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  • Writer's pictureShane

My encounters with THE Mailman. (Karl Malone)

Updated: Oct 10, 2023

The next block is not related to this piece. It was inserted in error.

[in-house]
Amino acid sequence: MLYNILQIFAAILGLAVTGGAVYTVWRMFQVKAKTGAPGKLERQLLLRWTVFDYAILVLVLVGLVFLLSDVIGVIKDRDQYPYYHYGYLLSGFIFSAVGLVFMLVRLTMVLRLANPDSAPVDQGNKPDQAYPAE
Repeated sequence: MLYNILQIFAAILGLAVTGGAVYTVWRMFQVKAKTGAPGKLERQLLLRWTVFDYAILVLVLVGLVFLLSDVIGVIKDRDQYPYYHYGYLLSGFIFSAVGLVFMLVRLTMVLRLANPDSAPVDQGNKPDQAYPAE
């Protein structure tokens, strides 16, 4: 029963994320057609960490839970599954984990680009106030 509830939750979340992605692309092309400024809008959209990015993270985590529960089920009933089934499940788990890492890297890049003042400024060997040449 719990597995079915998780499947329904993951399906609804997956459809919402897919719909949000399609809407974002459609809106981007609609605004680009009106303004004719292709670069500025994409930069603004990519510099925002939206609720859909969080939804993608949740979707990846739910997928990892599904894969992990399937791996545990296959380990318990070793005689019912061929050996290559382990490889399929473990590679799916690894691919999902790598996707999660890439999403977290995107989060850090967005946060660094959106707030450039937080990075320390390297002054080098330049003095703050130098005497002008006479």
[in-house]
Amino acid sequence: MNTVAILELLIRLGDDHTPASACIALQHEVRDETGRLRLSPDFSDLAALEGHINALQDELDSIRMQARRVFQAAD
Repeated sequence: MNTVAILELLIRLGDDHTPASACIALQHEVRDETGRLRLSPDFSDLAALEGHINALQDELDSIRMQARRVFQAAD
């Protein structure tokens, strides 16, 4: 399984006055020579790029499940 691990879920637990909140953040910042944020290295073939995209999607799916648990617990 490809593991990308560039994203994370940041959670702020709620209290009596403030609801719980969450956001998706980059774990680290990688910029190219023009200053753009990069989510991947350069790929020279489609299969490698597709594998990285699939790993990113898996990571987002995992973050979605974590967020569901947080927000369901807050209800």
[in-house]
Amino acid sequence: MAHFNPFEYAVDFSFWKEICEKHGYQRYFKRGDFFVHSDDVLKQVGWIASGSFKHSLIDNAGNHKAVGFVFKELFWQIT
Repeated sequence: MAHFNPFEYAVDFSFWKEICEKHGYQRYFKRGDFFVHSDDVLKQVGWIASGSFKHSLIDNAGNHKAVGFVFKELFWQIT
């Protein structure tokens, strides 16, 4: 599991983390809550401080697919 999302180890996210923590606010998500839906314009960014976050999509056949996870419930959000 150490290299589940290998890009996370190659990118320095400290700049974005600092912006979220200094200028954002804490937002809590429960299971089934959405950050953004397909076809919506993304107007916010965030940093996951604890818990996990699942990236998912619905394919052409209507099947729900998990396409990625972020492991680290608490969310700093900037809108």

It was a snowy night in Salt Lake City. I was at the mature age of 13 and we, my recreation "Jr. Jazz" basketball team, were being treated to night at a Utah Jazz game. Early in our season, because of a last minute "can't do it," a county rec. head honcho agreed to be our coach that year. As a result, we got a lot of perks that a lot of other teams didn't get. Hence, the Jazz game. When the game was over we soon learned that the bus that had brought us had decided to make the parking lot it's final resting place. We were there for hours waiting to be rescued. Our restless goofing off was interrupted by a door opening, and someone quickly observing, "It's Karl Malone". He was immediately surrounded by all that were there, eagerly asking for autographs. He graciously obliged. I on the other hand, had no desire to acquire Karl’s autograph. Sure, I loved basketball and cheered for the players like all of the other kids, but I just didn't see Karl Malone as anyone extraordinary. He was just a guy that was good at basketball. While everyone else was clamoring, I decided to continue to goof off. I touched Karl's arm and then sarcastically yelled, " I'll never wash my finger again". I was quickly grabbed by the arm, by a large man, whom I assume was a bodyguard, and he strongly cautioned, "Hey! Show some respect." I thought about that a lot after that happened. Does Karl Malone deserve my respect? I eventually concluded that of course he does, but not because he is a good ball player but because he is a human being. Certainly, he deserved my respect that day, but did he deserve my adoration? By the time I was 17, I was working in downtown Salt Lake City at the Triad Center Parking Lot. The Triad is a large business complex that happens to be right next to The Delta Center, where the Utah Jazz play. I worked the main booth every day after school for a few hours. I also worked the events, where Triad parking lots were opened to the crowds of people attending the basketball or hockey games at the Delta Center next door. A local television station is headquartered at The Triad Center, so it was not uncommon for me to see many of the nightly news personalities pass by. One evening we were wrapping things up after an event. All attendants would meet at one booth to hand in money packets and so forth before going home. A car approached the exit and I noticed that the driver was none other than the talented weatherman Mark Eubanks. On a whim I said to some of my buddies, "Hey, let's get his autograph." It was just for kicks, for the fun of asking a weatherman for his autograph. He graciously obliged. A few weeks later were wrapping up after a Hockey game. Again, we were assembled at the booth taking care of the final tasks when a car pulled up. I approached and as the window rolled down I noticed a familiar face. It was Karl Malone, and his wife. He announced that they were headed over to eat at a restaurant that was located there at the Triad. I said, "I know who you are", turned to my friends and said, "Hey guys, it's Karl Malone." They all quickly rushed to his window asking for his autograph. He graciously obliged. I stepped to the back of the crowd and looked on. A fellow employee noticed I was not in "line" and asked, "Aren't you going to get his autograph?" "No," I announced. "His autograph doesn't mean anything to me." Karl heard what I said. He paused briefly, glanced up at me then went back to signing. Then someone else piped in, "But Shane, you got Mark Eubanks autograph." At this point Karl stopped signing, looked right at me and said, "Mark Eubanks?!, Who the hell is Mark Eubanks?!" His wife began laughing. I just shrugged and said, "A weatherman". "A weatherman?!" he shrilled. Everyone chuckled. He smiled and shook his head. He finished the task and was on his way. Twice I have encountered Karl Malone. Twice I passed on the opportunity to get his autograph. But both times he graciously accepted the requests of others. And that tells me that he has done so many, many times. So perhaps he deserves my adoration, after all. So, what can we learn from this story? I don't know; maybe that we should take a closer look at who we admire and look to as heroes. Perhaps we should learn that no matter who we are, or who others are, we can be gracious. Or maybe we can take these final words into our hearts; a message that was scribbled on the back of a parking stub by a weatherman when I asked him for his autograph. "Remember, there is no such thing as bad weather, just different kinds of good weather."

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